I bought this pack a few years ago, before realizing they were all pretty awkward color combinations (although, from this angle they don't look so bad ...) :

At Quilt Camp in November 2006, my mom and Aunt Rosita were in need of particular varigated color combinations. Since we were out in the wilderness, away from any shops, they "rolled their own." I tried it and it works pretty well ...

Plan A : Here I picked the 3 colors I wanted from my embroidery threads : red orange and yellow. In this case, I'm filling a bobbin with the 3 threads for a custom varigated thread :

It was a little tricky using the fat-wound bobbin as all the threads did not seem to wind evenly. I'm sure with some tension-taming tools that could be worked out ...

On to Plan B : After that, I tried to just thread the 2-3 colors I wanted and sewed with them directly through the needle (#14 top-stitch). They twisted together with a pleasing randomness, trading which color was on top.

In this example, you can see the threadpainting on the logs and the fire were all done with the above multi-thread techniques.

Tuesday, January 01, 2008

Notebook Cover - The Sweet Leaf Recipe

Ingredients :
1 legal pad or notebook sized 11-3/4 in x 8-1/2 in
Cardboard 11-3/4 in x 8-1/2 in (The back cardboard of an old notebook works well.)
Fabric - outer cut 13 x 20 inches
Fabric - inner cut 13 x 19 inches plus 4 x13 inches
Batting cut 13 x 20 inches
Pockets 2 9-1/2 in squares with interfacing, folded on the diagonal

Consider thread-painting/quilting / embellishing the batting and outer fabric layers together BEFORE laying out for the final quilt sandwich. The batting can act as stabilizer.

Take the 4x13 inch strip. Fold and press under 1 in along a long edge. This will be the turning welt behind the notebook.
The secret is in the layering the quilt sandwich!

Layer 1 : Batting
Layer 2 : Outer Fabric (Face up)
Layer 3 : Corner Pockets
Layer 4 : Inner fabric strip (Face down)
Layer 5 : Inner fabric 13 x 19 in (Face down)
Note : The edge layer 5 overlapping layer 4 should NOT be caught in the edge seam. This needs to remain open for turning. [See photo below.]

After layering, pin to hold all layers in place.
Sew 3/8-inch seam around the entire perimeter.
Clip corners.
Use the turning welt to turn the inside out.
Work the edges and press.
Insert the cardboard to add body to the front cover. The notebook will add support for the back cover.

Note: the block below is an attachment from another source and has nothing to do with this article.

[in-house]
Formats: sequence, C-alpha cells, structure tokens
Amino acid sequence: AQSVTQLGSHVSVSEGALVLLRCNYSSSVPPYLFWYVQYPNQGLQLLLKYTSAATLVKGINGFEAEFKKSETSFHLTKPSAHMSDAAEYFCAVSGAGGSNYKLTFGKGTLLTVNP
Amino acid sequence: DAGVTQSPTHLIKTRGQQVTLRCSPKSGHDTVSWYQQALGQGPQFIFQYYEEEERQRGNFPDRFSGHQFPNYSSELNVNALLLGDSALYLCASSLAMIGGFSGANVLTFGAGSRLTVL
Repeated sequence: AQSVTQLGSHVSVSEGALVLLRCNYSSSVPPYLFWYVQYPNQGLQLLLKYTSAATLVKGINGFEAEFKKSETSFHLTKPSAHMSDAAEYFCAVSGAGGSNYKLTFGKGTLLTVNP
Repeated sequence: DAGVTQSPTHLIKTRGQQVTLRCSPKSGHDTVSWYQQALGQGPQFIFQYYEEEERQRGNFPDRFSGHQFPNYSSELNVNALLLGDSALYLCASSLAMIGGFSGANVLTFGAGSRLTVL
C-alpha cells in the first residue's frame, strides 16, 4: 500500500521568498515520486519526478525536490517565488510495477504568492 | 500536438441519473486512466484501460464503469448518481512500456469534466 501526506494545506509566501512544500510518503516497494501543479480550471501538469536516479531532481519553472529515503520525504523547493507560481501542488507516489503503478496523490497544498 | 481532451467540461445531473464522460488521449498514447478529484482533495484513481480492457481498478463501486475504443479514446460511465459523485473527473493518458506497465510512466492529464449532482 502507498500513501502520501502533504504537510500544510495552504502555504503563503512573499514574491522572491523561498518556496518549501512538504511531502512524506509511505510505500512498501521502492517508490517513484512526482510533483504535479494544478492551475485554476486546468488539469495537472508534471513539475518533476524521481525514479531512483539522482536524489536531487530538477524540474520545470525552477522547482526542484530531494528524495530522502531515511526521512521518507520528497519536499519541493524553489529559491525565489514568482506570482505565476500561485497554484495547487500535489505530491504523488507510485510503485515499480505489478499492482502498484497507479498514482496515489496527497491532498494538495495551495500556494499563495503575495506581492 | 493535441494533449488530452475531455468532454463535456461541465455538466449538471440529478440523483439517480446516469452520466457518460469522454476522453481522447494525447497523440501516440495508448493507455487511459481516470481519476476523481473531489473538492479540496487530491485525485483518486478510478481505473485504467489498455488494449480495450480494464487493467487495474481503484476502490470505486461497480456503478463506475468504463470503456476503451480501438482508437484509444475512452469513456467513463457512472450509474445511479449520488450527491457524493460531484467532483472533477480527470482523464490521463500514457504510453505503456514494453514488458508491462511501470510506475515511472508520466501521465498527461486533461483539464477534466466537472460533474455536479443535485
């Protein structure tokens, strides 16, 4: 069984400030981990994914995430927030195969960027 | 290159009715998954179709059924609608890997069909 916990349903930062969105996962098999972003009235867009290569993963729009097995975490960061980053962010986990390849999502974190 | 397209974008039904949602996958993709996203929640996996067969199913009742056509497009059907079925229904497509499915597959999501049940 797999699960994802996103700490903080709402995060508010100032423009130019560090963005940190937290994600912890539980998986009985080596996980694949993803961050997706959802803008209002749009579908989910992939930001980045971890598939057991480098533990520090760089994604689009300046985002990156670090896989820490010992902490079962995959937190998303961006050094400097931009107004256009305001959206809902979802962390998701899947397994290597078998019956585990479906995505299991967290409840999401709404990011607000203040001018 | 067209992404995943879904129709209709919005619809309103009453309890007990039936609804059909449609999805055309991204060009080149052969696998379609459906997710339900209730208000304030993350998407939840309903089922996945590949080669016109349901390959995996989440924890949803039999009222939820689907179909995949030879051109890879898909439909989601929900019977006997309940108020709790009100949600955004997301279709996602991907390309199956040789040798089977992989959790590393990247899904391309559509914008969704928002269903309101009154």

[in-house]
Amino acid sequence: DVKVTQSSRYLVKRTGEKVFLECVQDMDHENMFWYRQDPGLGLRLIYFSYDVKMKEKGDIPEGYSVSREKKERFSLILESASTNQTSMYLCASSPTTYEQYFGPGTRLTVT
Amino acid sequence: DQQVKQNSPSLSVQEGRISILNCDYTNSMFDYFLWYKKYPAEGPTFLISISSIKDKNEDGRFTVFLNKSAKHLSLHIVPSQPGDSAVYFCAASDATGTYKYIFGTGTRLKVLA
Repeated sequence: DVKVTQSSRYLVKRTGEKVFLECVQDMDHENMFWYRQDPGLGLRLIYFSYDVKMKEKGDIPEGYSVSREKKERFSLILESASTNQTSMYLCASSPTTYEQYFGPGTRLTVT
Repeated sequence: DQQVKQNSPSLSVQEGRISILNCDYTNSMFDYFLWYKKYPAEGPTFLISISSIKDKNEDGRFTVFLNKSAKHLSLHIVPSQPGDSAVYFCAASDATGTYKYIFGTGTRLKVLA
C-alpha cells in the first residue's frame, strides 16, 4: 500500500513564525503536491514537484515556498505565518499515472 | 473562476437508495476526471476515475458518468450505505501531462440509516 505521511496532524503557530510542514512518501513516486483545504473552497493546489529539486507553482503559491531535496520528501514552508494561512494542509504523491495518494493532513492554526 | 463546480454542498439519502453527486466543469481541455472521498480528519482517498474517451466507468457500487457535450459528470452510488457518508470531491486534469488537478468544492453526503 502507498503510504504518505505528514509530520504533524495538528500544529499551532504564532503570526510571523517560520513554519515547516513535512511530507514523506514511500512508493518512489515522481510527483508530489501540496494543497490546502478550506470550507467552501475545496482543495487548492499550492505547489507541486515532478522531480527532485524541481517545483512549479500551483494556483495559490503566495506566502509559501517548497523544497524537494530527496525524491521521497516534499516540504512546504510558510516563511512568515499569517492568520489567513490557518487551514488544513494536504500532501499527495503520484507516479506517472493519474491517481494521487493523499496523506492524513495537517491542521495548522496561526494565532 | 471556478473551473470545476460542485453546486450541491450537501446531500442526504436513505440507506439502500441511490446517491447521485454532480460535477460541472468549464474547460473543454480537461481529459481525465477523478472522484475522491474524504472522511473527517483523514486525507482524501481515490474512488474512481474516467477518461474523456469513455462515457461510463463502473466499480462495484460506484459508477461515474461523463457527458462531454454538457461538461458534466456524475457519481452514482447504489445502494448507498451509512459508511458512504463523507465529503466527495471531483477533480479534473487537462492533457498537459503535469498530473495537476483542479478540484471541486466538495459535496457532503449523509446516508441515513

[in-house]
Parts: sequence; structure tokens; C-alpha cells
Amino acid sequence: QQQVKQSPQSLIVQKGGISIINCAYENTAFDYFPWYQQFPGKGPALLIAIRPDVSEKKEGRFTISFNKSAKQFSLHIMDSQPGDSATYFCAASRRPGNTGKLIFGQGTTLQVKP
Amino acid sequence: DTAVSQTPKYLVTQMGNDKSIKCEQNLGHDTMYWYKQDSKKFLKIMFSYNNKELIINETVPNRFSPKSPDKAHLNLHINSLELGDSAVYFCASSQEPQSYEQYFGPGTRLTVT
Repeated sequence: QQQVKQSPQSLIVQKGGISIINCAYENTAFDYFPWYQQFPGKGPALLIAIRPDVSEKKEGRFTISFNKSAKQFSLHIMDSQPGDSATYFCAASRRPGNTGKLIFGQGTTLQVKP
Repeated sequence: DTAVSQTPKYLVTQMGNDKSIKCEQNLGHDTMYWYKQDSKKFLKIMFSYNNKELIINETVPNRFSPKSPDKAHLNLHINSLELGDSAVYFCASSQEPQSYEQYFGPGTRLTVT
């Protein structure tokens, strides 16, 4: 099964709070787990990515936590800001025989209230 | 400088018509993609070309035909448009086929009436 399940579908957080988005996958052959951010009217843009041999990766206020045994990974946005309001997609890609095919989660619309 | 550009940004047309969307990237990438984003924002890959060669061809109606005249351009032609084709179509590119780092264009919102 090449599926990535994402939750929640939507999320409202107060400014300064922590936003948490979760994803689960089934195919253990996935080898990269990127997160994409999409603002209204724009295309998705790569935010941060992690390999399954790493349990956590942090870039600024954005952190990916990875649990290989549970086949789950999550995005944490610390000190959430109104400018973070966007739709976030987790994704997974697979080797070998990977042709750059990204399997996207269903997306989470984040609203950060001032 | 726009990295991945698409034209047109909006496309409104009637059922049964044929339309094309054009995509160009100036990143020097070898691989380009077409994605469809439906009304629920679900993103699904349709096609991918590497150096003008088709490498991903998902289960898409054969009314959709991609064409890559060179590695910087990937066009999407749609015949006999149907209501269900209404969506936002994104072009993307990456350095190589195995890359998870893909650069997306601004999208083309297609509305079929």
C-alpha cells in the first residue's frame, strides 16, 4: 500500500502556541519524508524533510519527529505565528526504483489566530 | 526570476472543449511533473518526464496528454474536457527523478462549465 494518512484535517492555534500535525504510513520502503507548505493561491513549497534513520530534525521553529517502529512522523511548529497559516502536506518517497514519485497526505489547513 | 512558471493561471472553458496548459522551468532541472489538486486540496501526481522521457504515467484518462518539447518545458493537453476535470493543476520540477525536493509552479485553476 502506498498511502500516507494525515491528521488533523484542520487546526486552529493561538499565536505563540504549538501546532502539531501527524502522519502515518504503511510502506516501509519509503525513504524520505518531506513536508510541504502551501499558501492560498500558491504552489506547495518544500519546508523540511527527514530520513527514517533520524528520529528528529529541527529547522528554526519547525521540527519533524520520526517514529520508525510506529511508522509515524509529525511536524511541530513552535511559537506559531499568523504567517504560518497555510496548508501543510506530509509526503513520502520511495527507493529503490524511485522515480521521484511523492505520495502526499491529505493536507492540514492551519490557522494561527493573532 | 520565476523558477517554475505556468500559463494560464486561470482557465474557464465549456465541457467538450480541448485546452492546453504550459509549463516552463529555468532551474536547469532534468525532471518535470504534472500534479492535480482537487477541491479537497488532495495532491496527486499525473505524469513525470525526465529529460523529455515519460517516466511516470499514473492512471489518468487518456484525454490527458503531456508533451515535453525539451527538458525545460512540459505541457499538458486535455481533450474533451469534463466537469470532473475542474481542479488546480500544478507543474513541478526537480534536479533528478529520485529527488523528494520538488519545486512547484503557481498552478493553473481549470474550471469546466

Here's a diagram of the inside view :

Here's a photo of the turning welt (Remember this live behind the notebook, so it should not gap open or cause problems.) :

Other options :
Add closures.
Add a pocket or clip for a pen.

Let me know if you use this pattern. I'd be interested to know if it works for anyone else.

(More) Notebook Covers

I finally worked out a pattern for a notebook cover to my own liking. This entry is more about the experimenting on the way there ... If you want to see more about the actual pattern, click here.

The orange one is okay. I like the colors (and so did my husband who claimed it.) The batting is a little too thick. It's not quilted at all. The 'welt" for turning the outside in landed smack in the middle of the inside.

(This piece is actually square, even though it doesn't appear to be square in this photo.)

The purple and green one was an experiment in making my own fabric using the cut-off ends of fabric when squaring up for rotary cutting. The Wanda Hanson at Exuberant Color had the idea of laying these cast off strips out on a fusible batting, ironing them down, and stitching. Nice idea! The quilting made the batting not so puffy.

I got the turning idea from an Amish potholder purchased in Lancaster County, PA. No binding makes these quicker than a fancy edge finish. My satin stitching doesn't come out as nice as Sue Bleiweiss's work ... so I needed to come up with an alternative.

For the green and purple one, I moved the turning welt to be behind the notebook. That worked ok, but now I'm thinking about possibly making the turning welt run horizontally to make a wider pocket for the notebook cardboard ... Always thinking of ways to improve ...